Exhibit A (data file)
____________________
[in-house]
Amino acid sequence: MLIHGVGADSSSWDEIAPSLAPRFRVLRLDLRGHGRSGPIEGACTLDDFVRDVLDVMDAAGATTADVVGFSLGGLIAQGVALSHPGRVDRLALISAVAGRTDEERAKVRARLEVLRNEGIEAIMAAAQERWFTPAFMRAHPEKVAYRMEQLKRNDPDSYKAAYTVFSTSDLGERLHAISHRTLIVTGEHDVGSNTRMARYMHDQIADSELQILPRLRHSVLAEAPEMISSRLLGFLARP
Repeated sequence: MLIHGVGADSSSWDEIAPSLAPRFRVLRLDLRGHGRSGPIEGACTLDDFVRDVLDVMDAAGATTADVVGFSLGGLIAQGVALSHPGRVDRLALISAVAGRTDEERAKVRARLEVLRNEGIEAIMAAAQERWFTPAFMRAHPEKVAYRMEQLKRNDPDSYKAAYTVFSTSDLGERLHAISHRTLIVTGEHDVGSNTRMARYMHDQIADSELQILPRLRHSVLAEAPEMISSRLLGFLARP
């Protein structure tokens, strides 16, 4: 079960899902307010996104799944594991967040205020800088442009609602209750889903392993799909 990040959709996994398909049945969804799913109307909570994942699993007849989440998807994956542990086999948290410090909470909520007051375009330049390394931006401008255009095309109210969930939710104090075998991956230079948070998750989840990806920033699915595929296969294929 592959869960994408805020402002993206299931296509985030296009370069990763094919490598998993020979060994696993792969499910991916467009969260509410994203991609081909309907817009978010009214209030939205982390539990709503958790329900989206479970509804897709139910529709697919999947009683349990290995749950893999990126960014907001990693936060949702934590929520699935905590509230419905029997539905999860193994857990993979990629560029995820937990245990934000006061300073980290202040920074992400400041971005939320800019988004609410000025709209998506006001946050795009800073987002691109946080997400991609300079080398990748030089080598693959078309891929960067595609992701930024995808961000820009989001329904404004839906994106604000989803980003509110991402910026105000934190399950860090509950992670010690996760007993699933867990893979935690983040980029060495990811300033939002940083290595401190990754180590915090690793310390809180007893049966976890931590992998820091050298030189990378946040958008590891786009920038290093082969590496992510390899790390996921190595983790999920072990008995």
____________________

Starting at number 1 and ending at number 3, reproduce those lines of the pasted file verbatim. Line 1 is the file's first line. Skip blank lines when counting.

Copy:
[in-house]
Amino acid sequence: MLIHGVGADSSSWDEIAPSLAPRFRVLRLDLRGHGRSGPIEGACTLDDFVRDVLDVMDAAGATTADVVGFSLGGLIAQGVALSHPGRVDRLALISAVAGRTDEERAKVRARLEVLRNEGIEAIMAAAQERWFTPAFMRAHPEKVAYRMEQLKRNDPDSYKAAYTVFSTSDLGERLHAISHRTLIVTGEHDVGSNTRMARYMHDQIADSELQILPRLRHSVLAEAPEMISSRLLGFLARP
Repeated sequence: MLIHGVGADSSSWDEIAPSLAPRFRVLRLDLRGHGRSGPIEGACTLDDFVRDVLDVMDAAGATTADVVGFSLGGLIAQGVALSHPGRVDRLALISAVAGRTDEERAKVRARLEVLRNEGIEAIMAAAQERWFTPAFMRAHPEKVAYRMEQLKRNDPDSYKAAYTVFSTSDLGERLHAISHRTLIVTGEHDVGSNTRMARYMHDQIADSELQILPRLRHSVLAEAPEMISSRLLGFLARP